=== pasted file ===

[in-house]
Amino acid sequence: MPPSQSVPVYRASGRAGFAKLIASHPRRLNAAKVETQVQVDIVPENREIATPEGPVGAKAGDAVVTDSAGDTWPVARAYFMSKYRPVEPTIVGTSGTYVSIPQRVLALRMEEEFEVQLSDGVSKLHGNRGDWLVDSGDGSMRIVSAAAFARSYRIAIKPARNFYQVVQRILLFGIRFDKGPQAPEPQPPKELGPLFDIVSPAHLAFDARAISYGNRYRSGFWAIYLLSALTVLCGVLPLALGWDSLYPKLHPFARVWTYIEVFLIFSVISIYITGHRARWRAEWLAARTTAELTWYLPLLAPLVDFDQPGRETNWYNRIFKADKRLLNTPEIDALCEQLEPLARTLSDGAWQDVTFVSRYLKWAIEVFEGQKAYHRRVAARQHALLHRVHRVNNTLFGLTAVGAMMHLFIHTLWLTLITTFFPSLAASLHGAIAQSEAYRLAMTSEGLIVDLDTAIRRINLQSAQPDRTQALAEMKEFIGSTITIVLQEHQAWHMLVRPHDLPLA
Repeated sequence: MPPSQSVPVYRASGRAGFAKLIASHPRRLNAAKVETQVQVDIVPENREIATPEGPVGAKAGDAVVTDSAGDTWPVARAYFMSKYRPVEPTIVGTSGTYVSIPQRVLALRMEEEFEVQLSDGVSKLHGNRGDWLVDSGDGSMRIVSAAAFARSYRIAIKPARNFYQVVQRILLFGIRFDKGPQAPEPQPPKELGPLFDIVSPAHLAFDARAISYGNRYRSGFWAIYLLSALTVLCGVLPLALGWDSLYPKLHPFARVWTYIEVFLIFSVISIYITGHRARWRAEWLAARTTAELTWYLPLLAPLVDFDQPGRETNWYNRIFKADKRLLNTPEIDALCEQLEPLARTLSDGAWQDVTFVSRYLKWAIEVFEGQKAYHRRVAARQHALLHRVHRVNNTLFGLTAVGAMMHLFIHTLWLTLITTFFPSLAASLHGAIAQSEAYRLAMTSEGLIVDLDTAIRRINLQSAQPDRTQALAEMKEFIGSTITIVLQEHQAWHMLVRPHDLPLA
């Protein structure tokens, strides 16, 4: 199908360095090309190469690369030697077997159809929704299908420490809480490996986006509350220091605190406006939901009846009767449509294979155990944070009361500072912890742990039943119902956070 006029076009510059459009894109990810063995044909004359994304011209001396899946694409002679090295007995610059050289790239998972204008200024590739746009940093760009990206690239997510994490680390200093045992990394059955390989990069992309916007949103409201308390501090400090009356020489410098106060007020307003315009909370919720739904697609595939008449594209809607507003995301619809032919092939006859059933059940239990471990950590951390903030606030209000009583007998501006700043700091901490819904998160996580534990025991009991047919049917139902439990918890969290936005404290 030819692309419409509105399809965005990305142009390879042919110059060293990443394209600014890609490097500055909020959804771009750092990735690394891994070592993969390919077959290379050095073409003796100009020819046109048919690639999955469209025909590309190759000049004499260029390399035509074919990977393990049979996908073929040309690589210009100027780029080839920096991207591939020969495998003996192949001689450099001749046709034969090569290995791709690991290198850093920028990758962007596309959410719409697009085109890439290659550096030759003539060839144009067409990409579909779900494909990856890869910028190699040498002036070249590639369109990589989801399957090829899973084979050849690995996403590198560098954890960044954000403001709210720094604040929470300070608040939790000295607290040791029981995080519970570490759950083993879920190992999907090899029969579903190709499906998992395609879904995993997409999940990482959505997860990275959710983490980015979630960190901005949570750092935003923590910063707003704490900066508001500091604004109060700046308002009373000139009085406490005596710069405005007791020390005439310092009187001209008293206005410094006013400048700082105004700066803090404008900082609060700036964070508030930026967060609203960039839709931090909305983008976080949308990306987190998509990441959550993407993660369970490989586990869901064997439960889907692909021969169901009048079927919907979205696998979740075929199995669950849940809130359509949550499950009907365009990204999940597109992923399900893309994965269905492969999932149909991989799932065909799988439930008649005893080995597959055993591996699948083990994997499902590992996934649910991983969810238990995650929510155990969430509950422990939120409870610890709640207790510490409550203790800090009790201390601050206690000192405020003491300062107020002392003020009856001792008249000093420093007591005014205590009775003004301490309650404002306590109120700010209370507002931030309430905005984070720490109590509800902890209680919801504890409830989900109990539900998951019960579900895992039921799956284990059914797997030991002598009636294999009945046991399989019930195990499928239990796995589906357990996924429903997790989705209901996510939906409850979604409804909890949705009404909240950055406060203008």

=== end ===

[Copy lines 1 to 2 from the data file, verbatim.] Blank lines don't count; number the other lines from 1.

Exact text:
[in-house]
Amino acid sequence: MPPSQSVPVYRASGRAGFAKLIASHPRRLNAAKVETQVQVDIVPENREIATPEGPVGAKAGDAVVTDSAGDTWPVARAYFMSKYRPVEPTIVGTSGTYVSIPQRVLALRMEEEFEVQLSDGVSKLHGNRGDWLVDSGDGSMRIVSAAAFARSYRIAIKPARNFYQVVQRILLFGIRFDKGPQAPEPQPPKELGPLFDIVSPAHLAFDARAISYGNRYRSGFWAIYLLSALTVLCGVLPLALGWDSLYPKLHPFARVWTYIEVFLIFSVISIYITGHRARWRAEWLAARTTAELTWYLPLLAPLVDFDQPGRETNWYNRIFKADKRLLNTPEIDALCEQLEPLARTLSDGAWQDVTFVSRYLKWAIEVFEGQKAYHRRVAARQHALLHRVHRVNNTLFGLTAVGAMMHLFIHTLWLTLITTFFPSLAASLHGAIAQSEAYRLAMTSEGLIVDLDTAIRRINLQSAQPDRTQALAEMKEFIGSTITIVLQEHQAWHMLVRPHDLPLA